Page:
Quick Tips to Deepen Your Meditation
1. Relax the Body
It is common for new meditators, in an effort to concentrate, to tense the body unconsciously. Deep concentration, however, is possible only in a state of complete relaxation.
Practicing the Tense and Relax exercise is an effective way to release stored-up bodily tension. Together with the Measured Breathing Exercise, these are preliminary exercises taught by Yogananda to help prepare the body and mind for meditation.
Begin your meditation with a prayer. This will help you remember why you are meditating! You will also be inviting the Divine, or your Higher Self, to help you in your practice.
3. Sit Perfectly Still
Moving your body even slightly sends the energy into the muscles. The purpose of yoga is to withdraw that energy inward and upward, to the brain. Thus, any physical movement during meditation will counteract your meditative effort.
To keep yourself from fidgeting, try to think of your body as a rock—solid and unmoving. Refuse to move for the first five minutes of meditation, and you will find that your body will grow calm of its own accord.
Your physical and mental restlessness will subside the longer you sit still. A glass of muddy water will become clear in time if it’s undisturbed. The same is true for us!
4. Eye Position
Your eyes should be closed and held steady, looking slightly upwards, as if looking at a point about an arm’s length away and level with the top of your head.
It is essential to keep your gaze gently raised to that point throughout your practice. This will magnetize your spiritual eye, and draw the energy to the highest spinal center, the seat of spiritual awakening in the body.
5. Do Not Control Your Breath
After the preliminary breathing exercises, you should cease any effort to control the breath. Let it flow naturally. You may notice that the pauses between the inhalation and exhalation are gradually becoming longer.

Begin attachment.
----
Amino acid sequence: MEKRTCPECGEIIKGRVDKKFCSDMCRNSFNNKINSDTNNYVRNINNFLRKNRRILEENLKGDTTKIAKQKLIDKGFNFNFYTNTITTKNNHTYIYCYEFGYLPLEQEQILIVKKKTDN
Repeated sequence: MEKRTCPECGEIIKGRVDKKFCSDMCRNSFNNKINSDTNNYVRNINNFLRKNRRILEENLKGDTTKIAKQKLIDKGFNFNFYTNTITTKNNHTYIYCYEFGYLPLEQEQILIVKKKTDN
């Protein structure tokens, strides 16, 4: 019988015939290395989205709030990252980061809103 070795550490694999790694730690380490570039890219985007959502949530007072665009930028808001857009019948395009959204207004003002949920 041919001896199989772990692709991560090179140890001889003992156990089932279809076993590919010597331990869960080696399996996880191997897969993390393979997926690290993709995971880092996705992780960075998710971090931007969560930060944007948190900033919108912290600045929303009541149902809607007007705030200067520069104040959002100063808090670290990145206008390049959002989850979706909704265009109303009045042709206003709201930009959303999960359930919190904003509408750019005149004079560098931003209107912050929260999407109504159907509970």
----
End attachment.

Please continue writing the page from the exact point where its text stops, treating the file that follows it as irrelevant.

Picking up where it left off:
Enjoy these pauses, for they are a glimpse of the deep state of advanced meditation. As you grow very calm, your breath may become so shallow, and the pauses so prolonged, that it hardly seems necessary to breathe at all.
Do not be alarmed. This is good!
How Long to Meditate
It is entirely up to you and what you can do comfortably. Start with 5 minutes twice a day, in the morning when you wake up and in the evening prior to bed. Increase the amount of time by 5 minutes every so often. Make a goal of 30 minutes by the end of a month.
Make sure, however, to allow enough time after the Hong–Sau practice to sit still and enjoy the calm meditative state.
Where to Meditate
If possible, set aside an area that is used exclusively for meditation. In time it will become saturated with spiritual vibrations. A small room, a corner of your bedroom or even closet can suffice, as long as it is well ventilated.
Keep it simple. All you really need is a chair or small cushion to sit on, and perhaps a small altar. Face East if possible, and place a wool or silk blanket on the floor to insulate your body from the subtle magnetic currents of the earth.
Proper Meditation Posture
In addition to sitting on a straight-backed chair, there are other ways of sitting that are appropriate for mediation. You can sit on the floor in any of the several poses: cross-legged, half-lotus pose or full-lotus pose.
Two things, however, are essential: your spine must be straight, and you must be able to relax completely without slouching.